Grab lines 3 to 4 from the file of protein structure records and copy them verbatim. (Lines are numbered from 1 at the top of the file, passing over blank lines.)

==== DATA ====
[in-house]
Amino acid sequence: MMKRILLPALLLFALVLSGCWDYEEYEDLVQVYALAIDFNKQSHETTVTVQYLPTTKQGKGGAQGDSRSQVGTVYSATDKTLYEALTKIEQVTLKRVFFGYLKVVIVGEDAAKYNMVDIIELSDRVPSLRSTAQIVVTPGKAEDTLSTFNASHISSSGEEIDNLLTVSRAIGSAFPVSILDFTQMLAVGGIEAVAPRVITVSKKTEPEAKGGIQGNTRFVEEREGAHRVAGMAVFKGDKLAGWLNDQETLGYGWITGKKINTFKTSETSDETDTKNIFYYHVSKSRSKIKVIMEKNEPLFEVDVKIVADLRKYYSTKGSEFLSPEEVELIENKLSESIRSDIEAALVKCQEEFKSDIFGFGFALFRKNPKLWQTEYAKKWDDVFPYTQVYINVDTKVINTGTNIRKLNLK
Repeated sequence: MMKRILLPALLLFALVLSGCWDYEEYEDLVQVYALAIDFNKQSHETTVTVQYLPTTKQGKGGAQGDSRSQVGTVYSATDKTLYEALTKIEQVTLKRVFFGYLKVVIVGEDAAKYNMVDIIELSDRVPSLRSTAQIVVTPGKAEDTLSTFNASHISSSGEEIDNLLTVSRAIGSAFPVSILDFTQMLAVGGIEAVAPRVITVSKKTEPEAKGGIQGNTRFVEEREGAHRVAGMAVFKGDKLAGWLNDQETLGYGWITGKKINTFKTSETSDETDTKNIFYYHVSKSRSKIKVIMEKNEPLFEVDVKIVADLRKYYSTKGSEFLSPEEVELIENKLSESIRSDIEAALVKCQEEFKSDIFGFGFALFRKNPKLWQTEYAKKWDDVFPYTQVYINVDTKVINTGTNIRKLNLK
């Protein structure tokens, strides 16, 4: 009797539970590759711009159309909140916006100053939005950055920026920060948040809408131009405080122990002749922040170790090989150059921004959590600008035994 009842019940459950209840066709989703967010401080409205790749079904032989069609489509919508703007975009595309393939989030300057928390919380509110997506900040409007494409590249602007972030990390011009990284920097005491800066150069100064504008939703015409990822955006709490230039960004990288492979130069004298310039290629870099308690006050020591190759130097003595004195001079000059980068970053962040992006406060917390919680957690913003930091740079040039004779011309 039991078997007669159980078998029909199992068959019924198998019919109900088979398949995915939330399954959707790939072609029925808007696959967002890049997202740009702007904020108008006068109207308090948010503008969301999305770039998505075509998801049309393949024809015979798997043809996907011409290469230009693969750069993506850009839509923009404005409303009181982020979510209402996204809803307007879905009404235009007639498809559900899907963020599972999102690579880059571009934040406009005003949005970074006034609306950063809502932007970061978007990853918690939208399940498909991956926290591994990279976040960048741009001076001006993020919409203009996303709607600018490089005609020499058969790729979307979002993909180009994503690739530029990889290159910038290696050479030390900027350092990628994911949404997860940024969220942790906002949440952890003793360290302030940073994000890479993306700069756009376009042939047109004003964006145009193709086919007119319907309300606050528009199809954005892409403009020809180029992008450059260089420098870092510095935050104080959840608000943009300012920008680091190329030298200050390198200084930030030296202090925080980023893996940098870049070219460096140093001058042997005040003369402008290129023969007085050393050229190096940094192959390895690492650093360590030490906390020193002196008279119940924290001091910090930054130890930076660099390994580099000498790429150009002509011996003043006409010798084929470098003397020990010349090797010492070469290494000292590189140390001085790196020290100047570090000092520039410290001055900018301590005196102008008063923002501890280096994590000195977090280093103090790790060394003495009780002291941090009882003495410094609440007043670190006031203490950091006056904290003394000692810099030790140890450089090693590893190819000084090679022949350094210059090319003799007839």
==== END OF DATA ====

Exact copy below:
Repeated sequence: MMKRILLPALLLFALVLSGCWDYEEYEDLVQVYALAIDFNKQSHETTVTVQYLPTTKQGKGGAQGDSRSQVGTVYSATDKTLYEALTKIEQVTLKRVFFGYLKVVIVGEDAAKYNMVDIIELSDRVPSLRSTAQIVVTPGKAEDTLSTFNASHISSSGEEIDNLLTVSRAIGSAFPVSILDFTQMLAVGGIEAVAPRVITVSKKTEPEAKGGIQGNTRFVEEREGAHRVAGMAVFKGDKLAGWLNDQETLGYGWITGKKINTFKTSETSDETDTKNIFYYHVSKSRSKIKVIMEKNEPLFEVDVKIVADLRKYYSTKGSEFLSPEEVELIENKLSESIRSDIEAALVKCQEEFKSDIFGFGFALFRKNPKLWQTEYAKKWDDVFPYTQVYINVDTKVINTGTNIRKLNLK
């Protein structure tokens, strides 16, 4: 009797539970590759711009159309909140916006100053939005950055920026920060948040809408131009405080122990002749922040170790090989150059921004959590600008035994 009842019940459950209840066709989703967010401080409205790749079904032989069609489509919508703007975009595309393939989030300057928390919380509110997506900040409007494409590249602007972030990390011009990284920097005491800066150069100064504008939703015409990822955006709490230039960004990288492979130069004298310039290629870099308690006050020591190759130097003595004195001079000059980068970053962040992006406060917390919680957690913003930091740079040039004779011309 039991078997007669159980078998029909199992068959019924198998019919109900088979398949995915939330399954959707790939072609029925808007696959967002890049997202740009702007904020108008006068109207308090948010503008969301999305770039998505075509998801049309393949024809015979798997043809996907011409290469230009693969750069993506850009839509923009404005409303009181982020979510209402996204809803307007879905009404235009007639498809559900899907963020599972999102690579880059571009934040406009005003949005970074006034609306950063809502932007970061978007990853918690939208399940498909991956926290591994990279976040960048741009001076001006993020919409203009996303709607600018490089005609020499058969790729979307979002993909180009994503690739530029990889290159910038290696050479030390900027350092990628994911949404997860940024969220942790906002949440952890003793360290302030940073994000890479993306700069756009376009042939047109004003964006145009193709086919007119319907309300606050528009199809954005892409403009020809180029992008450059260089420098870092510095935050104080959840608000943009300012920008680091190329030298200050390198200084930030030296202090925080980023893996940098870049070219460096140093001058042997005040003369402008290129023969007085050393050229190096940094192959390895690492650093360590030490906390020193002196008279119940924290001091910090930054130890930076660099390994580099000498790429150009002509011996003043006409010798084929470098003397020990010349090797010492070469290494000292590189140390001085790196020290100047570090000092520039410290001055900018301590005196102008008063923002501890280096994590000195977090280093103090790790060394003495009780002291941090009882003495410094609440007043670190006031203490950091006056904290003394000692810099030790140890450089090693590893190819000084090679022949350094210059090319003799007839």